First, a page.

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#14 team burrito

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Posted 13 January 2022 - 09:24 PM

a mini cut-off saw works best for me.
https://www.harborfr...-saw-62136.html


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#15 snolde

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Posted 13 January 2022 - 10:20 PM

The Harbor Freight mini cut off saw for tubing.

Adel nibblers to make pans, nose piece https://www.adelnibbler.com/ these will cut .062 brass no problem and they don't bend the work piece.

Scroll saw some times.


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#16 team burrito

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Posted 14 January 2022 - 01:42 AM

The Harbor Freight mini cut off saw for tubing.

it cuts 1/16" brass, no problem. you have to use a little oil & take small cuts. i've built a lot of chassis with my cut-off saw.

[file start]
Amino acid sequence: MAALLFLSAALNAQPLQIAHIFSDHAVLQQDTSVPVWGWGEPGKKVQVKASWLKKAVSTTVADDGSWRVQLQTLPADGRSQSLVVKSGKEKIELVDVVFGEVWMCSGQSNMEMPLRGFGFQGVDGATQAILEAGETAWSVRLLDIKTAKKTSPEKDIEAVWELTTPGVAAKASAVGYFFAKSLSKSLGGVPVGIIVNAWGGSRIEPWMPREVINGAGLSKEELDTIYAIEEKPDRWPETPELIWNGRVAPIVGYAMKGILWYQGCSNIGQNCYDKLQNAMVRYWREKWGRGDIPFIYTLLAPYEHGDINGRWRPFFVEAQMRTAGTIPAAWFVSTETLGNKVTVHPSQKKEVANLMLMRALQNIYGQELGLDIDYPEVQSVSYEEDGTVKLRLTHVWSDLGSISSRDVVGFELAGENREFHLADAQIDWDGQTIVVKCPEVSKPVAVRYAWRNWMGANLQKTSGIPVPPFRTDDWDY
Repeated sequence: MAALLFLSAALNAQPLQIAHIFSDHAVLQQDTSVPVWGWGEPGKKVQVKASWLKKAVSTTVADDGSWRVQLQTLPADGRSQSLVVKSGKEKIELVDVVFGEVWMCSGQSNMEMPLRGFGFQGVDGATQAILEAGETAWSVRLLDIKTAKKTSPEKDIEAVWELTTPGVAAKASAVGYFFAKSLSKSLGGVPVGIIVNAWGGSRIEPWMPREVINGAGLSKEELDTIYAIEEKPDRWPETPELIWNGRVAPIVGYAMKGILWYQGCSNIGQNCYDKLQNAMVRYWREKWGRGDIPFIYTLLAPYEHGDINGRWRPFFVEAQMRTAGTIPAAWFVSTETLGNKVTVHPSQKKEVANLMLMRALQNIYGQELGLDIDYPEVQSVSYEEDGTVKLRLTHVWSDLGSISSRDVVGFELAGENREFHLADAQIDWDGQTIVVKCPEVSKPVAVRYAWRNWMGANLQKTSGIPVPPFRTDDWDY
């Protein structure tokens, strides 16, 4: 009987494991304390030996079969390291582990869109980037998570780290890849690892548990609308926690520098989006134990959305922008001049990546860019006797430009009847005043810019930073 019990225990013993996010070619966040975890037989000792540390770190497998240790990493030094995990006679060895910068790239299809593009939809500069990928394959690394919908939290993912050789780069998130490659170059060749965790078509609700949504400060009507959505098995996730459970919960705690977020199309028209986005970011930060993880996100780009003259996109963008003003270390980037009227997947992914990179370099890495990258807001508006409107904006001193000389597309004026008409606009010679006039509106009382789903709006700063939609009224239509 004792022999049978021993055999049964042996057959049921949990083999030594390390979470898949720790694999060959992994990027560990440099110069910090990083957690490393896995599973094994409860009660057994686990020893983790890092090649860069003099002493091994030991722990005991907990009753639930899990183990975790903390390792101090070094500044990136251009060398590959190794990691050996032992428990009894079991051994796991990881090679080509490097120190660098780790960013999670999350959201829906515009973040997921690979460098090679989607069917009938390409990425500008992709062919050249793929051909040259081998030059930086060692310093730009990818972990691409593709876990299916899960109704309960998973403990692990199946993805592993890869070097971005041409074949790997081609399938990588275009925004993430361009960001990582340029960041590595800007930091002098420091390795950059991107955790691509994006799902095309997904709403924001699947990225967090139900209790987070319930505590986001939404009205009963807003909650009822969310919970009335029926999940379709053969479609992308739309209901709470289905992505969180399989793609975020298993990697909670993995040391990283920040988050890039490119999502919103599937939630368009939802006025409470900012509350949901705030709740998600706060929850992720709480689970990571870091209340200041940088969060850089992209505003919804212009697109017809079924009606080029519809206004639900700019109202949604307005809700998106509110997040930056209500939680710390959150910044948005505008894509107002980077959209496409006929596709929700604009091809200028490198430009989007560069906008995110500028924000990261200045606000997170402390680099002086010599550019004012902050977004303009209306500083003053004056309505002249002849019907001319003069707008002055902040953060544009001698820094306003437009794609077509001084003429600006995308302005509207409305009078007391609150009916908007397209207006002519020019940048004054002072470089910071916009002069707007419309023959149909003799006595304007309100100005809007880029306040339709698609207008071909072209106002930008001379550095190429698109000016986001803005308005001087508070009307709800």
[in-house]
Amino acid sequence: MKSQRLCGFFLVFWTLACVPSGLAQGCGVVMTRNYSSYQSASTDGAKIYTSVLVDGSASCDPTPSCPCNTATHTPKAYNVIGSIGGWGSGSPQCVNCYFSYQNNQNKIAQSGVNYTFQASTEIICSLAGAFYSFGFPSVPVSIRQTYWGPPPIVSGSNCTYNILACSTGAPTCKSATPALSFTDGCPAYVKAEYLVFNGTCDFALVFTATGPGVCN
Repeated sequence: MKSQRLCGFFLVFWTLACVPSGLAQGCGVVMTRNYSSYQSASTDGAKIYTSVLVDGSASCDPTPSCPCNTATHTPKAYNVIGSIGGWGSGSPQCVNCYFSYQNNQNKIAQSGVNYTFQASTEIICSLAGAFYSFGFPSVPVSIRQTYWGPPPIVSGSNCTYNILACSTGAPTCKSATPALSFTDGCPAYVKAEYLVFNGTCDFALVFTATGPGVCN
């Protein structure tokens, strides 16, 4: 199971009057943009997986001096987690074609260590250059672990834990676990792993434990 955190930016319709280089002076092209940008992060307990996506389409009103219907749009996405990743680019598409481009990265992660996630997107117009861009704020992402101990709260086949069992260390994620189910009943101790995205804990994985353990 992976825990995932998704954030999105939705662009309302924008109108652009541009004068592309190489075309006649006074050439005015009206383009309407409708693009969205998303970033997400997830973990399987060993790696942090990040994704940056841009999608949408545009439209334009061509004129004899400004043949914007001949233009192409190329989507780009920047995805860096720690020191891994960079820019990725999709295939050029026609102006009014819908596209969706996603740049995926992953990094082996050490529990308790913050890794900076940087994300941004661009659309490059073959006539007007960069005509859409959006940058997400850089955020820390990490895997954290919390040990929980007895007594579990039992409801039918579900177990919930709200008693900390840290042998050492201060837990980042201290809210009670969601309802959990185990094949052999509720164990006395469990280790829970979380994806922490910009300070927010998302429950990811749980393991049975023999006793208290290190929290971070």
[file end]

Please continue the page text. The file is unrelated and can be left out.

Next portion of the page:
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Russ Toy (not Troy)
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#17 Martin

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Posted 14 January 2022 - 12:26 PM

Russ,  are you suggesting cutting  sheet with this tool?

 

I have one, and I only use it for cutting tubing for wheel spacers and similar items. I could not recommend it for cutting sheet.

 

For as much chassis building as you do, you deserve a tool designed to cut sheet. :)

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#18 MattD

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Posted 14 January 2022 - 12:29 PM

I have the same one and it won't cut tubing unless you go slow and easy.   No way it will efficiently cut flat brass stock.


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#19 Bill from NH

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Posted 14 January 2022 - 01:11 PM